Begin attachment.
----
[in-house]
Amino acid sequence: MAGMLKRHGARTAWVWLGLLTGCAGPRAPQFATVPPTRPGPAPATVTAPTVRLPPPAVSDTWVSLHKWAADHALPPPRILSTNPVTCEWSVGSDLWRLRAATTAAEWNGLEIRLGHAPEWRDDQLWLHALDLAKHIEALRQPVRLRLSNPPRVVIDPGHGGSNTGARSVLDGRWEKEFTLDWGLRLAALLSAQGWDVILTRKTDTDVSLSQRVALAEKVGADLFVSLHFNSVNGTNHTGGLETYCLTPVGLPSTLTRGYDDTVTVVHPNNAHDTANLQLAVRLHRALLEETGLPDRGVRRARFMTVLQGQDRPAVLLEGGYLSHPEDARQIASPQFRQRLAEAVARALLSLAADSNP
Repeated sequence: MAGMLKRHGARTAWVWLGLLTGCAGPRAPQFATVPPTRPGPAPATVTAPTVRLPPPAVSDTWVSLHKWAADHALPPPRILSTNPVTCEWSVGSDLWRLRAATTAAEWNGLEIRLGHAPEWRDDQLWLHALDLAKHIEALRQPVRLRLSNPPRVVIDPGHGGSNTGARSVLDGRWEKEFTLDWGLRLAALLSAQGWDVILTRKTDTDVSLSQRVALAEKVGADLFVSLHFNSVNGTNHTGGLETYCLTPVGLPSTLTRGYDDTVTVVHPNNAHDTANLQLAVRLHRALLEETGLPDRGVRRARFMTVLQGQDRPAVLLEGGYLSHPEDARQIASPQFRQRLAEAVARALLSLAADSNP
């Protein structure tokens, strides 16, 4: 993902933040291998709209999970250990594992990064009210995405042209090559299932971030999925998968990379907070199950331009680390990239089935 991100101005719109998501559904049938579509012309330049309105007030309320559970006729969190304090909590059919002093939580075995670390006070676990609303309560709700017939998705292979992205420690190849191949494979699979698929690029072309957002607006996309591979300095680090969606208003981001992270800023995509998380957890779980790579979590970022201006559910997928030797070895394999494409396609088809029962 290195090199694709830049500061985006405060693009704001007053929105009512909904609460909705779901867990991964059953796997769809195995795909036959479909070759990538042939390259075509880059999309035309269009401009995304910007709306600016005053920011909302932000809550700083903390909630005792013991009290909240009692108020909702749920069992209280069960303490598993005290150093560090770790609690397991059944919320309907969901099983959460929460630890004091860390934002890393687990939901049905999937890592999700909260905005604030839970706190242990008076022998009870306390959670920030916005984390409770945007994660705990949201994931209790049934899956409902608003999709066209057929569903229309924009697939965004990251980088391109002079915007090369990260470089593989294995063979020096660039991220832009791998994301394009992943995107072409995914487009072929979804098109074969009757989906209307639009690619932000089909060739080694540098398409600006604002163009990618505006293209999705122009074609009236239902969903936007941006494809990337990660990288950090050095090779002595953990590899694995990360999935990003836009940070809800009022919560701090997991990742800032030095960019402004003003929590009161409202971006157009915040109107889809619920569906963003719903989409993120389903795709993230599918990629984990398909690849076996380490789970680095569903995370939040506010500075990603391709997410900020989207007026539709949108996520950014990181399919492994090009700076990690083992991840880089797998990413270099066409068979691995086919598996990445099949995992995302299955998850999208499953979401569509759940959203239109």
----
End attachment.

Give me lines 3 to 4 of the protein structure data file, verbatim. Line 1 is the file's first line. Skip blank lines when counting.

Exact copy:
Repeated sequence: MAGMLKRHGARTAWVWLGLLTGCAGPRAPQFATVPPTRPGPAPATVTAPTVRLPPPAVSDTWVSLHKWAADHALPPPRILSTNPVTCEWSVGSDLWRLRAATTAAEWNGLEIRLGHAPEWRDDQLWLHALDLAKHIEALRQPVRLRLSNPPRVVIDPGHGGSNTGARSVLDGRWEKEFTLDWGLRLAALLSAQGWDVILTRKTDTDVSLSQRVALAEKVGADLFVSLHFNSVNGTNHTGGLETYCLTPVGLPSTLTRGYDDTVTVVHPNNAHDTANLQLAVRLHRALLEETGLPDRGVRRARFMTVLQGQDRPAVLLEGGYLSHPEDARQIASPQFRQRLAEAVARALLSLAADSNP
């Protein structure tokens, strides 16, 4: 993902933040291998709209999970250990594992990064009210995405042209090559299932971030999925998968990379907070199950331009680390990239089935 991100101005719109998501559904049938579509012309330049309105007030309320559970006729969190304090909590059919002093939580075995670390006070676990609303309560709700017939998705292979992205420690190849191949494979699979698929690029072309957002607006996309591979300095680090969606208003981001992270800023995509998380957890779980790579979590970022201006559910997928030797070895394999494409396609088809029962 290195090199694709830049500061985006405060693009704001007053929105009512909904609460909705779901867990991964059953796997769809195995795909036959479909070759990538042939390259075509880059999309035309269009401009995304910007709306600016005053920011909302932000809550700083903390909630005792013991009290909240009692108020909702749920069992209280069960303490598993005290150093560090770790609690397991059944919320309907969901099983959460929460630890004091860390934002890393687990939901049905999937890592999700909260905005604030839970706190242990008076022998009870306390959670920030916005984390409770945007994660705990949201994931209790049934899956409902608003999709066209057929569903229309924009697939965004990251980088391109002079915007090369990260470089593989294995063979020096660039991220832009791998994301394009992943995107072409995914487009072929979804098109074969009757989906209307639009690619932000089909060739080694540098398409600006604002163009990618505006293209999705122009074609009236239902969903936007941006494809990337990660990288950090050095090779002595953990590899694995990360999935990003836009940070809800009022919560701090997991990742800032030095960019402004003003929590009161409202971006157009915040109107889809619920569906963003719903989409993120389903795709993230599918990629984990398909690849076996380490789970680095569903995370939040506010500075990603391709997410900020989207007026539709949108996520950014990181399919492994090009700076990690083992991840880089797998990413270099066409068979691995086919598996990445099949995992995302299955998850999208499953979401569509759940959203239109």